Cognac receives geographical recognition in China

04 January, 2010

Cognac has become the first Protected Geographical Indication (PGI) to be recognised by China.

After 15 years of negotiations, Cognac’s status was officially announced in December 2009 by the AQSIQ (General Administration of Quality Supervision, Inspection and Quarantine).

The BNIC (Bureau National Interprofessionnel du Cognac) began talks with the Chinese authorities as early as 1995, via Chinese importers, to gain recognition for Cognac as a PGI.

In 2005 China introduced legislation which protected 900 nationally produced products from specified areas but excluded imported goods.

Further discussions throughout 2009 between the Chinese authorities and the president and director of the BNIC, with support from the EU and the French Ministry of Agriculture and Fisheries, resulted in official recognition of Cognac.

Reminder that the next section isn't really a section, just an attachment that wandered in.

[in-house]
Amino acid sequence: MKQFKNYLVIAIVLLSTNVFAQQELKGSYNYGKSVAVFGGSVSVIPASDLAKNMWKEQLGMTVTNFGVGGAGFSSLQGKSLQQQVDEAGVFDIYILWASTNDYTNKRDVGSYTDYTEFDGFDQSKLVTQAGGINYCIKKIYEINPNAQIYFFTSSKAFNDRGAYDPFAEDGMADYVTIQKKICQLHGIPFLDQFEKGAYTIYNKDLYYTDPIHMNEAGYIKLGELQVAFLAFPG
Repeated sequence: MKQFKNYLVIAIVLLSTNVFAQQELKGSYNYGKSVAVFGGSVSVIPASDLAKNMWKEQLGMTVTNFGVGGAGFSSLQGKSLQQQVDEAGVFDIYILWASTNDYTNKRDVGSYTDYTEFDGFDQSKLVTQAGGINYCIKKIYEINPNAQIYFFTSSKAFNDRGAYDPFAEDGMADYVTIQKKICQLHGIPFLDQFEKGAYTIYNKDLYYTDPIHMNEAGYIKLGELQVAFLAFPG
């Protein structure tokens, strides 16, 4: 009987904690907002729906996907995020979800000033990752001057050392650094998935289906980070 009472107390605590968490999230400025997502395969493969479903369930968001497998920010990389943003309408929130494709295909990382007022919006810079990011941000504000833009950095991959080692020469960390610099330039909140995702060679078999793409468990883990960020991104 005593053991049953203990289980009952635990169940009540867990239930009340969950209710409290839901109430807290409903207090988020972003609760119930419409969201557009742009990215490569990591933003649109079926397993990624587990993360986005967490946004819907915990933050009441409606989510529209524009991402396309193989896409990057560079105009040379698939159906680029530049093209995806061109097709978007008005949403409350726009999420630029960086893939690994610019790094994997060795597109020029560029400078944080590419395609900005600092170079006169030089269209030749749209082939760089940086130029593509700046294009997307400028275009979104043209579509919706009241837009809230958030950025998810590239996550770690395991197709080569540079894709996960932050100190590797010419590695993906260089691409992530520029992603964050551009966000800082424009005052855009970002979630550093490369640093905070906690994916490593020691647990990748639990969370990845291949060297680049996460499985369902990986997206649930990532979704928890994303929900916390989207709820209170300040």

BNIC director Alain Philippe said: “This is a very fitting end to the Centenary Year of the official recognition of the Cognac appellation. That Cognac is the first European PGI to be recognised by the Chinese reflects the international importance of Cognac as an economic locomotive.  It is a very proud day for us.”

Created in 1992, the Protected Geographical Indication is a pan-European term used to designate an area, a specific place or, in exceptional cases, a country. It describes an agricultural product or a foodstuff which comes from such a place and which has a specific quality, goodwill or other characteristic property attributable to its geographical origin. The production, processing or preparation takes place within the determined geographical area.





Comment

Dominic Roskrow

The serious business of bourbon

This is most odd. I’m standing with two American gentlemen in the corner of a very swish steak bar staring at a surreal painting of what we’re being told is a ship exploding as it sails towards a lighthouse. I think.

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